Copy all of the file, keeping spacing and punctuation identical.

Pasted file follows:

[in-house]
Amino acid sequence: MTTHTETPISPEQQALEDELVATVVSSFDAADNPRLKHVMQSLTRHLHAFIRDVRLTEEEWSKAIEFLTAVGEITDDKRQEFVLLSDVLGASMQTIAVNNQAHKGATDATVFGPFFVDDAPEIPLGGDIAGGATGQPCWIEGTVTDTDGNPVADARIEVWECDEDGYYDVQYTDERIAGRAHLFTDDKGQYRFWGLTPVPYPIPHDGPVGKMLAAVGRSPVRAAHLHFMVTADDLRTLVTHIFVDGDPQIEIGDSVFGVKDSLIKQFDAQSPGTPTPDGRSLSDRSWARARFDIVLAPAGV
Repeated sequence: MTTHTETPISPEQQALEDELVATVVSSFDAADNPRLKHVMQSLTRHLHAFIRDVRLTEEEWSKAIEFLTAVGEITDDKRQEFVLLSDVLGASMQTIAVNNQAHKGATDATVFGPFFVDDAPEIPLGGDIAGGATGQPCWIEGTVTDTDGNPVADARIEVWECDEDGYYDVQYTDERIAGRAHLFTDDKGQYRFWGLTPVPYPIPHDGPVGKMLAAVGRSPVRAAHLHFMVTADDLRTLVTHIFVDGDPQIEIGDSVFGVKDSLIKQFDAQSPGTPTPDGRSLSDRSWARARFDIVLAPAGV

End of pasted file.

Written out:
[in-house]
Amino acid sequence: MTTHTETPISPEQQALEDELVATVVSSFDAADNPRLKHVMQSLTRHLHAFIRDVRLTEEEWSKAIEFLTAVGEITDDKRQEFVLLSDVLGASMQTIAVNNQAHKGATDATVFGPFFVDDAPEIPLGGDIAGGATGQPCWIEGTVTDTDGNPVADARIEVWECDEDGYYDVQYTDERIAGRAHLFTDDKGQYRFWGLTPVPYPIPHDGPVGKMLAAVGRSPVRAAHLHFMVTADDLRTLVTHIFVDGDPQIEIGDSVFGVKDSLIKQFDAQSPGTPTPDGRSLSDRSWARARFDIVLAPAGV
Repeated sequence: MTTHTETPISPEQQALEDELVATVVSSFDAADNPRLKHVMQSLTRHLHAFIRDVRLTEEEWSKAIEFLTAVGEITDDKRQEFVLLSDVLGASMQTIAVNNQAHKGATDATVFGPFFVDDAPEIPLGGDIAGGATGQPCWIEGTVTDTDGNPVADARIEVWECDEDGYYDVQYTDERIAGRAHLFTDDKGQYRFWGLTPVPYPIPHDGPVGKMLAAVGRSPVRAAHLHFMVTADDLRTLVTHIFVDGDPQIEIGDSVFGVKDSLIKQFDAQSPGTPTPDGRSLSDRSWARARFDIVLAPAGV